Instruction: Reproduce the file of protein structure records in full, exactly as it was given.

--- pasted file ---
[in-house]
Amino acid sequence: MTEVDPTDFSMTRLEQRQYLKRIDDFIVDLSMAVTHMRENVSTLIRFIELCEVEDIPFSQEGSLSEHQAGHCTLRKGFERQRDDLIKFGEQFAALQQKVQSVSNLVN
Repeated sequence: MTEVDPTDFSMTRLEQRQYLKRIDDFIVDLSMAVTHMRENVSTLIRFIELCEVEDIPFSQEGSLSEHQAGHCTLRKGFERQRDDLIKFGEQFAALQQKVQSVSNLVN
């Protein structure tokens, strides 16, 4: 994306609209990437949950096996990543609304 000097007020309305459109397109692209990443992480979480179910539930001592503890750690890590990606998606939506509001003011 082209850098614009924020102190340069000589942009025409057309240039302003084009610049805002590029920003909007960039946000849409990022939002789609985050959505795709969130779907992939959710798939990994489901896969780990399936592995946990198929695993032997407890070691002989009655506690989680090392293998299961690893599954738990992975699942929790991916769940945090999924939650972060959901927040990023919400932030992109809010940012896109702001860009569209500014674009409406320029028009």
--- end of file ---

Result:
[in-house]
Amino acid sequence: MTEVDPTDFSMTRLEQRQYLKRIDDFIVDLSMAVTHMRENVSTLIRFIELCEVEDIPFSQEGSLSEHQAGHCTLRKGFERQRDDLIKFGEQFAALQQKVQSVSNLVN
Repeated sequence: MTEVDPTDFSMTRLEQRQYLKRIDDFIVDLSMAVTHMRENVSTLIRFIELCEVEDIPFSQEGSLSEHQAGHCTLRKGFERQRDDLIKFGEQFAALQQKVQSVSNLVN
């Protein structure tokens, strides 16, 4: 994306609209990437949950096996990543609304 000097007020309305459109397109692209990443992480979480179910539930001592503890750690890590990606998606939506509001003011 082209850098614009924020102190340069000589942009025409057309240039302003084009610049805002590029920003909007960039946000849409990022939002789609985050959505795709969130779907992939959710798939990994489901896969780990399936592995946990198929695993032997407890070691002989009655506690989680090392293998299961690893599954738990992975699942929790991916769940945090999924939650972060959901927040990023919400932030992109809010940012896109702001860009569209500014674009409406320029028009």